Photo Credit: Emara Saez/Achona Online/Piktochart
When we think of Thanksgiving, we often picture mashed potatoes, turkey, cranberry sauce, and an array of different traditionally American foods. However, for Hispanic-Americans celebrating Thanksgiving, their feast and celebration can look a little different. Thanksgiving is sometimes known as “Dia de Accion de Gracia” or “Dia de Dar Gracias,” but the Thanksgiving name and festivities for Hispanics are often a customized blend of Hispanic and American traditions.
While Thanksgiving is not celebrated in Latin America, many Hispanics in the U.S. feel a special connection to the holiday and the day of gratitude. Apart from the traditional Thanksgiving spread, Hispanics usually include traditional dishes from their native cultures into the holiday. Typically, Hispanics will tailor their Thanksgiving meals to meet the duality of their culture in the U.S. while paying tribute to their roots.
To all my Hispanic friends if your family is making posole for thanksgiving please let me get some.
— khaleesi (@imwhite02) November 18, 2019
“We do a turkey but its seasoned like lechon, so we call it pavo-chon. That’s kind of our little take on [Thanksgiving]. I would say that the seasoning is the only thing that’s different for us. We always have black beans and rice, too,” said High School World Language Department Chair Micky Stagg.
Different Hispanic cultures typically include specific dishes at their Thanksgiving feast. For example, Cubans often have platanitos maduros, black beans, and yucca dishes present at their tables. Argentinians usually have Milanesa, an array of breaded meats, on their Thanksgiving tables. Mofongo is a popular Thanksgiving dish for Puerto Ricans. For Venezuelans, ensalada de gallina, a type of chicken salad, is a must-have at a Thanksgiving feast. Dominicans usually substitute the traditional American desserts, like pies, for bizcocho. Similarly, Colombians replace traditional American desserts with another desert called arroz con coco.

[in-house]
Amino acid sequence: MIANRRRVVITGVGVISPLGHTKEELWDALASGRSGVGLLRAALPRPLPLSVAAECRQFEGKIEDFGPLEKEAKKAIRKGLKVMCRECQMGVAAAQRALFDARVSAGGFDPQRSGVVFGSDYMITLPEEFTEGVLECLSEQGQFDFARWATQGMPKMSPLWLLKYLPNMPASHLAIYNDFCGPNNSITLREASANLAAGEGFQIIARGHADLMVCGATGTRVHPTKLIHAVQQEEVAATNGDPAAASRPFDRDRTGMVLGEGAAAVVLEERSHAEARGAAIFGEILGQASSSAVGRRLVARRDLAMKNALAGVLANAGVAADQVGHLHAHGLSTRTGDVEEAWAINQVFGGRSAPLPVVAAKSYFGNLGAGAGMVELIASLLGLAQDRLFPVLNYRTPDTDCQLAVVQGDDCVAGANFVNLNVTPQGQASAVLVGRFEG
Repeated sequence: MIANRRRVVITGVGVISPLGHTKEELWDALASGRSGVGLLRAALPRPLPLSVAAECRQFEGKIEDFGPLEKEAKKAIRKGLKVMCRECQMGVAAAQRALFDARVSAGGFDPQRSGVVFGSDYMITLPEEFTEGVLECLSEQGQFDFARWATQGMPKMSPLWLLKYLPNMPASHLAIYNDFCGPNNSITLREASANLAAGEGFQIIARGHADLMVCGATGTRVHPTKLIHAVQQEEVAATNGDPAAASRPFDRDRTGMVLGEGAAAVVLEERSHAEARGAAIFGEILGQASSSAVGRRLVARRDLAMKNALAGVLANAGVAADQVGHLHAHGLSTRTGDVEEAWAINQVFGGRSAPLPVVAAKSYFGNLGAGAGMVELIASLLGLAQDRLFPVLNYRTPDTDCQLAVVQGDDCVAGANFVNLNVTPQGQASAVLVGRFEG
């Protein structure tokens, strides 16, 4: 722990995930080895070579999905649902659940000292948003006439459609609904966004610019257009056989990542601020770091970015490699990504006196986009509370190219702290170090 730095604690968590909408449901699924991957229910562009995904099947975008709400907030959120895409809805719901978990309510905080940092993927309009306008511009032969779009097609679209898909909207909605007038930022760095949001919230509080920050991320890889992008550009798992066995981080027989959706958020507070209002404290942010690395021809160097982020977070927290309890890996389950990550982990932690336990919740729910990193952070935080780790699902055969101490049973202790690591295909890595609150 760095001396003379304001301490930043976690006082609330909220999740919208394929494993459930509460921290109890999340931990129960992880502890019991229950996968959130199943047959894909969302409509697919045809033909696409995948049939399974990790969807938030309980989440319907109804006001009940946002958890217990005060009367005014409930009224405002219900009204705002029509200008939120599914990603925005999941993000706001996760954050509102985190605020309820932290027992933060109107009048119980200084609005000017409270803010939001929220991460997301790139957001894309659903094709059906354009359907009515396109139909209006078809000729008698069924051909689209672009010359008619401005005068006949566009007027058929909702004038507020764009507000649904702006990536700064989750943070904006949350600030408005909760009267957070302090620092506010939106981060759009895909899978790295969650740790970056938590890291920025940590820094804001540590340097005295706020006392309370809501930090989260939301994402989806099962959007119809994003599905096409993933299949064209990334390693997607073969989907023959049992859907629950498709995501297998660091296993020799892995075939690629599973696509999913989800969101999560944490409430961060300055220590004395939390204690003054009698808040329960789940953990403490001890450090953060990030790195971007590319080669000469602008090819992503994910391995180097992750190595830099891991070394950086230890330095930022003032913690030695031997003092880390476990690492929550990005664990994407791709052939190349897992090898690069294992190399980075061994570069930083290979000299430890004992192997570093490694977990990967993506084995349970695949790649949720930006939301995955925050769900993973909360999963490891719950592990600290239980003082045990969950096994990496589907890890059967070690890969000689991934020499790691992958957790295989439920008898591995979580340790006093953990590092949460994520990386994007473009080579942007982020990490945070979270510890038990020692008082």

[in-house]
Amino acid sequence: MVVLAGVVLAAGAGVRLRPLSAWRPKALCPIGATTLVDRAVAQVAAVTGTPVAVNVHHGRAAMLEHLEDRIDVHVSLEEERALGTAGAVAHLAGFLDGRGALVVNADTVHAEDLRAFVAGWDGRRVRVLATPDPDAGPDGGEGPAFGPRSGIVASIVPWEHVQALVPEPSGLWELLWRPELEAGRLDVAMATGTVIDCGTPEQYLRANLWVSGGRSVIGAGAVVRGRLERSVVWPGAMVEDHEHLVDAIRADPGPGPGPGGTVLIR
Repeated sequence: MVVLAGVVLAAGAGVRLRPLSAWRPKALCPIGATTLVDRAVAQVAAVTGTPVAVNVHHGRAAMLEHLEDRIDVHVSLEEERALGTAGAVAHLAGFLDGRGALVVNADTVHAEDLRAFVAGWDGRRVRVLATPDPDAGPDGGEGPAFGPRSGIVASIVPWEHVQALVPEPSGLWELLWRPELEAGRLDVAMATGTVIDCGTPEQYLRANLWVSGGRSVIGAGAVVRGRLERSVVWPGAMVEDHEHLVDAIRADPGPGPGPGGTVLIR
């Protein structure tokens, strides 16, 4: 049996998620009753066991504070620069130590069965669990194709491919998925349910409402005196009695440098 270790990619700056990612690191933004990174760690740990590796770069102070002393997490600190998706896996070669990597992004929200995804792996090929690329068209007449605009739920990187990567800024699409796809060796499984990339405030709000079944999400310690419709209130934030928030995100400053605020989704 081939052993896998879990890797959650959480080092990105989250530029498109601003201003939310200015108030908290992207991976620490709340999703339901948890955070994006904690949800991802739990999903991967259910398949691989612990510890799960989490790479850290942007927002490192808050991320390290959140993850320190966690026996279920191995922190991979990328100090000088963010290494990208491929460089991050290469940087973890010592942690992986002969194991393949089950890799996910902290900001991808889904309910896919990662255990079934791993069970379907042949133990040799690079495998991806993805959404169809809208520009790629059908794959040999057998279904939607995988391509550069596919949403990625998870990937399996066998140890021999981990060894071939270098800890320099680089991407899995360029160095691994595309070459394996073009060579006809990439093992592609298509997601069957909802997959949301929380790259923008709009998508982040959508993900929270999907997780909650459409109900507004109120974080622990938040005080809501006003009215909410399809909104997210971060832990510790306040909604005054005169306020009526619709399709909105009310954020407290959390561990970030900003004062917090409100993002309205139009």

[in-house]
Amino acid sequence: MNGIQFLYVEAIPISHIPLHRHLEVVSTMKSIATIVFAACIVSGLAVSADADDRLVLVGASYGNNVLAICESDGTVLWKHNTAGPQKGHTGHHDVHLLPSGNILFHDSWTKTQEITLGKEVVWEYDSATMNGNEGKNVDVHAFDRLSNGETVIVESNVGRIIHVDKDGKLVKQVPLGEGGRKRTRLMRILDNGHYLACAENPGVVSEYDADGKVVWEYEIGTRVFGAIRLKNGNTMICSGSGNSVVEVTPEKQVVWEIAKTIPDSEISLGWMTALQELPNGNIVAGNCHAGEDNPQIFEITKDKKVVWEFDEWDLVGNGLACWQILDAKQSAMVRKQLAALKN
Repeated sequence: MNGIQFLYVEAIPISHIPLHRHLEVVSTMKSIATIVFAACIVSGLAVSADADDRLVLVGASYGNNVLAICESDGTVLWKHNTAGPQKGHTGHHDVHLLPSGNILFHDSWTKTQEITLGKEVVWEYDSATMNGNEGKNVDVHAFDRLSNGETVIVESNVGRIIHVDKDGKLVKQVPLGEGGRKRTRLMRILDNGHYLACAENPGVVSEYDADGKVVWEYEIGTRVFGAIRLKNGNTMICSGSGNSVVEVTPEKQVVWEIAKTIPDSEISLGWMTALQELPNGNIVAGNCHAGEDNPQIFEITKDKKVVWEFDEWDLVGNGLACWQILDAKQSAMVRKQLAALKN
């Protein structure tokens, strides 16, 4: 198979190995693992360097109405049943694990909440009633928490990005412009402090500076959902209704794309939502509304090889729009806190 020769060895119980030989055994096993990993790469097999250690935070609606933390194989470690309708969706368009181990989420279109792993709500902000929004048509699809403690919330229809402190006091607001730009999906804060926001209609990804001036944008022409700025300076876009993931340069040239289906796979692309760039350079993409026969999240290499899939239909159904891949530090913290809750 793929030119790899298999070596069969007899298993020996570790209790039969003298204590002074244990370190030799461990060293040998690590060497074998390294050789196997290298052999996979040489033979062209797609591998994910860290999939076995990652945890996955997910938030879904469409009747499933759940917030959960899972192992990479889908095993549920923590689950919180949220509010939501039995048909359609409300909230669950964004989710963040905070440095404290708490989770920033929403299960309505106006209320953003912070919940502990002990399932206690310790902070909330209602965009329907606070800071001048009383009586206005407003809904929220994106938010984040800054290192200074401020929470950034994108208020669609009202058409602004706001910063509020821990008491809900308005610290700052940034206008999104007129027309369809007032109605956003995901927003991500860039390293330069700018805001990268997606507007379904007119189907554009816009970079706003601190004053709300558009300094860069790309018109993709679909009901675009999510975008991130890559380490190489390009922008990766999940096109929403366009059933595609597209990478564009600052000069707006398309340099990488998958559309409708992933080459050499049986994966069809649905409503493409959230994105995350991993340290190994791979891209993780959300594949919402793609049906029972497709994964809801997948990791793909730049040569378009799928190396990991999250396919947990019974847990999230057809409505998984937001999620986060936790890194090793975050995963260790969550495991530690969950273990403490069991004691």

Along with specific dishes like the ones listed above, there are a few general trends that most Hispanic Americans adhere to, regardless of cultural distinctions. For example, most Hispanics stuff their turkey with more protein instead of traditional stuffing. The additional protein can be any type of meat, but some of the common ones are chorizo, bits of pork, bacon, or ground beef. For Hispanics, rice is a staple dish at any feast. It can come in many forms like yellow rice, white rice, arroz con gandules, and even as a dessert in the form of arroz con leche. For Hispanic Thanksgivings, music and dance typically replace football and parades as the main forms of entertainment.
“The only similarity we have [with traditional Thanksgiving] is the turkey since that’s the main staple. Instead of mashed potatoes, we have rice, beans, and yucca. I’ve never had stuffing, and we don’t have mac and cheese. The sides and main dishes are all different,” said Sarah Torres (‘20).
Overall, Hispanic Thanksgiving festivities are not that different from traditional American festivities. Hispanic Thanksgivings simply include a blending of Hispanic and American traditions, which is reflected in the food and festivities of Hispanic Americans in the U.S.
“When I’m with my Cuban family, we eat pork instead of turkey. We have beans and rice, and it tastes really good. It’s a cool blending of American and Hispanic traditions. When I’m with my family, we obviously still feel we are Americans, yet we are able to bring our culture here and celebrate it together,” said Isabella Ruano (’21).